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9/21/2009
11:07 AM
George Crump
George Crump
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Classifying Green Storage

There is an ever increasing emphasis by storage suppliers on the power efficiency of their systems. There is also an increasing interest from IT managers on making their environment more power efficient. This is being driven not so much by the desire to be environmentally sensitive, but more because an increasing number of data centers simply can't get more power to the building.

There is an ever increasing emphasis by storage suppliers on the power efficiency of their systems. There is also an increasing interest from IT managers on making their environment more power efficient. This is being driven not so much by the desire to be environmentally sensitive, but more because an increasing number of data centers simply can't get more power to the building.In a situation where there is simply not enough power to go around, the purchase of new storage means that something else has to give. Essentially anything that goes into the data center means that something else has to either come out or be turned off. Storage vendors have been quick to respond to this in a variety of ways.

With power efficiency for primary storage, the goal is to buy less storage upfront, use less of what you have currently and lower the amount of additional physical spindles being added to solve performance issues. Buying less upfront is possibly best served by using thin provisioning so that capacity isn't locked into applications upfront but instead allocated to them as those applications grow. An important component to look for is the ability provided by Symantec, 3PAR and HDS which is space reclamation. As we point out in our article "Keep Thin Provisioning Thin", reclamation is the ability to "re-thin" a volume after data has been deleted from the volume. Without this capability you are essentially only thin once.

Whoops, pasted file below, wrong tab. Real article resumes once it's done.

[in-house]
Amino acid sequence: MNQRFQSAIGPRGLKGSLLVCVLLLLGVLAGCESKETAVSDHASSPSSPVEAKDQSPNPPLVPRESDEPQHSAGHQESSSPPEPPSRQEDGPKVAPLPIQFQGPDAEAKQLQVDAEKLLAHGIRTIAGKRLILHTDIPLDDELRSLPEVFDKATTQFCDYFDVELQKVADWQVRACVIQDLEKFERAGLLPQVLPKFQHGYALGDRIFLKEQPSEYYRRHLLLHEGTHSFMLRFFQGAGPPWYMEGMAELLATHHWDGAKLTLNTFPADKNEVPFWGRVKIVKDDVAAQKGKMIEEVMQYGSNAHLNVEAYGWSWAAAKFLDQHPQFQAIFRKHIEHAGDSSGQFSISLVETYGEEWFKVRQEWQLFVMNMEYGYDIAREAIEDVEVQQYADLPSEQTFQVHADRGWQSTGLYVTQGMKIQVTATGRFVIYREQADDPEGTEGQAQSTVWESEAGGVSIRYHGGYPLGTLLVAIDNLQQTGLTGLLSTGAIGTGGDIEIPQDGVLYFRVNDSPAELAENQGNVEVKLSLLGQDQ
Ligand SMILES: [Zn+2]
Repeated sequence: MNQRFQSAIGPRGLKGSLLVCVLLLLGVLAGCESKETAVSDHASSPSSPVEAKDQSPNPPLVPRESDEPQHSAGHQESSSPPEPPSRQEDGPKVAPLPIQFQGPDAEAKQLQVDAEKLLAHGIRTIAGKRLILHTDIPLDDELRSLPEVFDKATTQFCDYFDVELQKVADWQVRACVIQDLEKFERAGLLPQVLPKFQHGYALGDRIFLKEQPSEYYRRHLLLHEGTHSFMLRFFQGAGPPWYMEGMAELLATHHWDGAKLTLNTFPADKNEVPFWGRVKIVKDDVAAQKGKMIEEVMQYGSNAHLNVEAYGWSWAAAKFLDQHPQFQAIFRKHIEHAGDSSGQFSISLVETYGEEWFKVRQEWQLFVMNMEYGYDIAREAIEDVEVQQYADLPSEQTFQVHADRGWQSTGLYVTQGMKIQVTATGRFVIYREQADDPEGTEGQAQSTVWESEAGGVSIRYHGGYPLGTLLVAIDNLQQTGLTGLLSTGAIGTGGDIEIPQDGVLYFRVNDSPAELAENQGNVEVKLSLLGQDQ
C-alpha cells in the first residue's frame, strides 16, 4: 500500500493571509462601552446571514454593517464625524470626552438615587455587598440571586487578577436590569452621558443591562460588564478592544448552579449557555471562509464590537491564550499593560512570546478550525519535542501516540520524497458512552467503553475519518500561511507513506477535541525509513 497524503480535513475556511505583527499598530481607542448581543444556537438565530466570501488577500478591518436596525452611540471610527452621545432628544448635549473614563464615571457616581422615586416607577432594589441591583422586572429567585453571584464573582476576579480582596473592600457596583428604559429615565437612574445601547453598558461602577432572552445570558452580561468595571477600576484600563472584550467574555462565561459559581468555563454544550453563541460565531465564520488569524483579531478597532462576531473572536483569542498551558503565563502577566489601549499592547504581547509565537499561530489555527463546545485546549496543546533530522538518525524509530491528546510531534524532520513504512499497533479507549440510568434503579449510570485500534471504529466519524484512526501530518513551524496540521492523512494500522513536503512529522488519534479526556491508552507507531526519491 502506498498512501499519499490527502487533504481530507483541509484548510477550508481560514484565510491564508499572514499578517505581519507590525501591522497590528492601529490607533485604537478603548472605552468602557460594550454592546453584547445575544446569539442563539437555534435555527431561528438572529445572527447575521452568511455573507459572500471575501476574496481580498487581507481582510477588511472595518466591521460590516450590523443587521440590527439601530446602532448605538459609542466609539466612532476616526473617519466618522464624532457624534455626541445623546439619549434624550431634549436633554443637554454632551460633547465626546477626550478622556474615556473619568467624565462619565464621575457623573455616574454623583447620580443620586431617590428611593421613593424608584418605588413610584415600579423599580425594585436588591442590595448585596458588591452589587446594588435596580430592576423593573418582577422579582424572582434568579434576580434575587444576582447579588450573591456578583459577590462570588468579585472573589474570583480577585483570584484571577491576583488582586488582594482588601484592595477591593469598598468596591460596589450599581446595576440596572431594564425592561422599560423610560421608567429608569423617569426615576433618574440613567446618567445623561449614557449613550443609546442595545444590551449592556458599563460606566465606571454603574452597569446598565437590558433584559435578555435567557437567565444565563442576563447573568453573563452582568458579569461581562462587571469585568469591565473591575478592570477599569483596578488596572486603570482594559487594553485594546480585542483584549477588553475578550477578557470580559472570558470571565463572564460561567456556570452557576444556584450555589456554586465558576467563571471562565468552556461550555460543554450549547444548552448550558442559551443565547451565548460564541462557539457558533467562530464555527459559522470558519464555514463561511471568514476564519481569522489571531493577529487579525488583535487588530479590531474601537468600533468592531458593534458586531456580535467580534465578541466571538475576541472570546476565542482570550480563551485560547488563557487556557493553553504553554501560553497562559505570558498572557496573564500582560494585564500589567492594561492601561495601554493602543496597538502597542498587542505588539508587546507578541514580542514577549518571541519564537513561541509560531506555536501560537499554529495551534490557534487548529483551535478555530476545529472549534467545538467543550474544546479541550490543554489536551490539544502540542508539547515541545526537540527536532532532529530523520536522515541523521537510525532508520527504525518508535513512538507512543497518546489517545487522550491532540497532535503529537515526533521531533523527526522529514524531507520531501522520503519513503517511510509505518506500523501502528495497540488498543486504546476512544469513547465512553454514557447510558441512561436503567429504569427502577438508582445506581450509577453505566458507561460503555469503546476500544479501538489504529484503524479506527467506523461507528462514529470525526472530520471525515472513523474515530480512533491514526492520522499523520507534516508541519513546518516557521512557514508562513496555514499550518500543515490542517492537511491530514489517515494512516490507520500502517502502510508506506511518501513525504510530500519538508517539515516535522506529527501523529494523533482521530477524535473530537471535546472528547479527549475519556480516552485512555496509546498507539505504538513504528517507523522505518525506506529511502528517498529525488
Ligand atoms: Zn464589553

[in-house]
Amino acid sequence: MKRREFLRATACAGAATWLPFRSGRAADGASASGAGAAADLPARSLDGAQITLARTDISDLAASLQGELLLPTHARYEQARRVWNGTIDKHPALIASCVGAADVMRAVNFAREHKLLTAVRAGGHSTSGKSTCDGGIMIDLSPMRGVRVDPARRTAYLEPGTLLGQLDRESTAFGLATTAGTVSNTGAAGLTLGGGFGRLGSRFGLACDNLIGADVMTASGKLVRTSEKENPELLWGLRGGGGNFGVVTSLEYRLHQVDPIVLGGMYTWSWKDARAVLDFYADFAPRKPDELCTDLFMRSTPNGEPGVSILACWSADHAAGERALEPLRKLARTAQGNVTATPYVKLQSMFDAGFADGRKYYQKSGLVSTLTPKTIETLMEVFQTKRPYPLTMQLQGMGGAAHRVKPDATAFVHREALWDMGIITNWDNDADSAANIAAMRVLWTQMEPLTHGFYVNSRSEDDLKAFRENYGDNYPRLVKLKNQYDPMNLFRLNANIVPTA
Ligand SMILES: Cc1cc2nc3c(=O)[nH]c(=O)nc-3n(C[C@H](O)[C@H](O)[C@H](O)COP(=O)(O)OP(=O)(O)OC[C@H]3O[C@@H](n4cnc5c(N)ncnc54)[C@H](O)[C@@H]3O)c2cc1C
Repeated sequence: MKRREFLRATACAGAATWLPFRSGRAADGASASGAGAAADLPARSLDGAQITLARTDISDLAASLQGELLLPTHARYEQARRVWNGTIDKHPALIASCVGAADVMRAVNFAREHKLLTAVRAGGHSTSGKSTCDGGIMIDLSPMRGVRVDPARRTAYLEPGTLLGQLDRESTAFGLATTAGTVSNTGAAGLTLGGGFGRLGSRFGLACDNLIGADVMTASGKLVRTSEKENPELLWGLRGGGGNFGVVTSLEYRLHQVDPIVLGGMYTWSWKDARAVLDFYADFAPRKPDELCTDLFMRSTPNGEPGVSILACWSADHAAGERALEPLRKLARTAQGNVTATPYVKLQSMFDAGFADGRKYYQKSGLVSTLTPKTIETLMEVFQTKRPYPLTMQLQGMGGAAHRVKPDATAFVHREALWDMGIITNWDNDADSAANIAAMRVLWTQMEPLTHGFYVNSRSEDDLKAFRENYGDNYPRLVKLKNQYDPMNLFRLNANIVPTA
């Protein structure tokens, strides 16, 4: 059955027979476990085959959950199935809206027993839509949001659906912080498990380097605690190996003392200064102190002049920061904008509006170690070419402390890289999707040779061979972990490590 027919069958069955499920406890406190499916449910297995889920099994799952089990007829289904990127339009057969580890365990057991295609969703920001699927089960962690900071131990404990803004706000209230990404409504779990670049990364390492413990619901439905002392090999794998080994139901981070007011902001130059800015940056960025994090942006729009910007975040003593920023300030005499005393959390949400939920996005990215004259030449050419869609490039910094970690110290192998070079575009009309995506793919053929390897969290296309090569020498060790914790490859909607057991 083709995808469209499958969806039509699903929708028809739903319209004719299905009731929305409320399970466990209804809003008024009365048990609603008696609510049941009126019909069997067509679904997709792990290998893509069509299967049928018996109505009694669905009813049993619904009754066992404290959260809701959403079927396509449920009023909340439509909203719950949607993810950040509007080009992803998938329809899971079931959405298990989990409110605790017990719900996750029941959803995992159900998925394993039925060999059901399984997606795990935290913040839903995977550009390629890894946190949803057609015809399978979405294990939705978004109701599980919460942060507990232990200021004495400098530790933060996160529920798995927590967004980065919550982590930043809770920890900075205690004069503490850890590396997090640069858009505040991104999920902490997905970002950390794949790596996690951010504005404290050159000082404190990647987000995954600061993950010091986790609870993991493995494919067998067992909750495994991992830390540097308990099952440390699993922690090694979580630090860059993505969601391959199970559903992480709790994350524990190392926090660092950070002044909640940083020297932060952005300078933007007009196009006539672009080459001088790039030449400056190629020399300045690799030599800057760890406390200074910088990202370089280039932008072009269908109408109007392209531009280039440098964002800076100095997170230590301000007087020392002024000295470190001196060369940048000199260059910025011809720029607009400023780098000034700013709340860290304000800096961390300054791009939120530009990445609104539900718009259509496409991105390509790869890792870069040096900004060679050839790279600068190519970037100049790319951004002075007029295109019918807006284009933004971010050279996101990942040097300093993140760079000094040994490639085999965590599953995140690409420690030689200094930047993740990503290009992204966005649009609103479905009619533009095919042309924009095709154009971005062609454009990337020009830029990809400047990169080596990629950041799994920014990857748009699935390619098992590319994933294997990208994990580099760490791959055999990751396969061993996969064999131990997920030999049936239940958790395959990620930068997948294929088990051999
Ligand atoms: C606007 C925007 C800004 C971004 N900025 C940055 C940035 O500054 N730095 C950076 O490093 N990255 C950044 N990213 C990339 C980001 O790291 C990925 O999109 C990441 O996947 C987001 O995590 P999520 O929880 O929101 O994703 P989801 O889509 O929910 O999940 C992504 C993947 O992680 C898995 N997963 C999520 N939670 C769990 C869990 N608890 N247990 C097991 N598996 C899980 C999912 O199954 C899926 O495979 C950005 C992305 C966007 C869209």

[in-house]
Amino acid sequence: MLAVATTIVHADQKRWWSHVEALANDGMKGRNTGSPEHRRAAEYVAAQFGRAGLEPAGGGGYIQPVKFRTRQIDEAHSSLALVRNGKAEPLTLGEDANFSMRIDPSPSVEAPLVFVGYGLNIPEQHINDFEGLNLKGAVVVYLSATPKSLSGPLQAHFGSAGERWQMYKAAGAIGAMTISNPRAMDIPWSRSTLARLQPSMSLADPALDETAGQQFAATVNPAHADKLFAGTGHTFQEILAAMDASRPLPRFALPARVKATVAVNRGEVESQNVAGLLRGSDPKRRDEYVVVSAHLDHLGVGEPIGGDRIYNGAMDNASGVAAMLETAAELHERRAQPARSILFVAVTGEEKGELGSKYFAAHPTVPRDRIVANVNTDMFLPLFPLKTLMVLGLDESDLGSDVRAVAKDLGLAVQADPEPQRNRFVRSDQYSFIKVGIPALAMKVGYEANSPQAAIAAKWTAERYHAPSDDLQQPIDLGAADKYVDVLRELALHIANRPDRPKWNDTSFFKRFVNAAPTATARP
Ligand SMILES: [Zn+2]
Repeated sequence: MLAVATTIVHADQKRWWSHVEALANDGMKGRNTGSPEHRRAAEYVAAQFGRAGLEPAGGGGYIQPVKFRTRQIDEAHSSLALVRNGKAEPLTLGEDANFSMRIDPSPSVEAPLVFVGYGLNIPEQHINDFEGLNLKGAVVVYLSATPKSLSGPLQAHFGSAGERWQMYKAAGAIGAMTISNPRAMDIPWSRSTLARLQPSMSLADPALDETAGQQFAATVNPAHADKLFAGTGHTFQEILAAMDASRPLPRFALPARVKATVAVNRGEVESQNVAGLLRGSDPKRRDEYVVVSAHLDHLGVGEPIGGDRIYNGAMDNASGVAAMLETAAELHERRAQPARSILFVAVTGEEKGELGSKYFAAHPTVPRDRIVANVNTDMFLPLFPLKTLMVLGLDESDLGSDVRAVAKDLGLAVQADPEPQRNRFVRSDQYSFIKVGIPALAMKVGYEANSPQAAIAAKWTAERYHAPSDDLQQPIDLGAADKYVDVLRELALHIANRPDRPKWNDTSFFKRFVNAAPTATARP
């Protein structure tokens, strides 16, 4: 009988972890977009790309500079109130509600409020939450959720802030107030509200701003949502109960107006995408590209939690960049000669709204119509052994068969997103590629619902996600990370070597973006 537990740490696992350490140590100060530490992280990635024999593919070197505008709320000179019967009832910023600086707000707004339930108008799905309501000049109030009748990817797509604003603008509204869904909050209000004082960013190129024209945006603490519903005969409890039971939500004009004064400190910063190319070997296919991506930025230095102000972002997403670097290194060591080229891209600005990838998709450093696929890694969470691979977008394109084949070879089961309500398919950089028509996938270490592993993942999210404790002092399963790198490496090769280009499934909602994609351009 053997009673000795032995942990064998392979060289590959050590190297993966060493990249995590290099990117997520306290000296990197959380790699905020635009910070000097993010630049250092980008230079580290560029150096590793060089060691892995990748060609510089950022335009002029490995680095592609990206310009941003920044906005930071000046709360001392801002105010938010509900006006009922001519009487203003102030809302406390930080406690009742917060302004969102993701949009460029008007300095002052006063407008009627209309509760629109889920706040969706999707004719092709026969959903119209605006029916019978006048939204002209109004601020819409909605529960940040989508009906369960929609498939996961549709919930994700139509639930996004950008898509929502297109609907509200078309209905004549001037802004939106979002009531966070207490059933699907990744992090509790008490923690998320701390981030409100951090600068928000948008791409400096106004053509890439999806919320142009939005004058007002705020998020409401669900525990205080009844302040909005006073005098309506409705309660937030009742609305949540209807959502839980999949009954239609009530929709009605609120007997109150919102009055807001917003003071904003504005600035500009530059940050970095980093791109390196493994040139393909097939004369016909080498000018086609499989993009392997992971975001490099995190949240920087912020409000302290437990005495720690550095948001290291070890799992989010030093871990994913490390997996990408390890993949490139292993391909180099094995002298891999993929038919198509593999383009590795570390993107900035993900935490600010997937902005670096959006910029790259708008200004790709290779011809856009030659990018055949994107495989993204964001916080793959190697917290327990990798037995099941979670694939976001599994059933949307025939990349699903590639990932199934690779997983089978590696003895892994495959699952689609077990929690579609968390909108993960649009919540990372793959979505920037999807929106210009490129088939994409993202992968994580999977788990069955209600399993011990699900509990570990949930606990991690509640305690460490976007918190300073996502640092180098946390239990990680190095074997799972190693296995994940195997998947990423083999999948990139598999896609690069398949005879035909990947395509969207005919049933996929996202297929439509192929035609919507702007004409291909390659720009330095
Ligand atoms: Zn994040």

The other option is to use less of what you have already. Popular here is deduplication or compression solutions built in to EMC and NetApp solutions or add ons from Storwize and Ocarina Networks. The power savings again is to provide you with the ability to buy less future storage. This is also the case with archive solutions like those from Permabit or Nexsan that feature denser storage to offer higher capacity in the same space.

If archive or capacity optimization can stop the impending purchase of primary storage then it could lead to power savings on installation. Otherwise these techniques lead to future power savings because you don't have to buy as much primary storage in the future.

With capacity optimization and archive you can end up with a significant amount of free space, in some cases 50% or more. Theoretically data could be rearranged so that shelves of storage could be turned off. I'm not sure how many IT teams have the available time to reorganize that data or if it would be worth the effort.

Reality is that if power efficiency is the key driver in the data center then things need to be turned off. In our next entry we will look at how MAID storage has evolved as well as how Solid State Disk can also lead to powering off drives.

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George Crump is founder of Storage Switzerland, an analyst firm focused on the virtualization and storage marketplaces. It provides strategic consulting and analysis to storage users, suppliers, and integrators. An industry veteran of more than 25 years, Crump has held engineering and sales positions at various IT industry manufacturers and integrators. Prior to Storage Switzerland, he was CTO at one of the nation's largest integrators.

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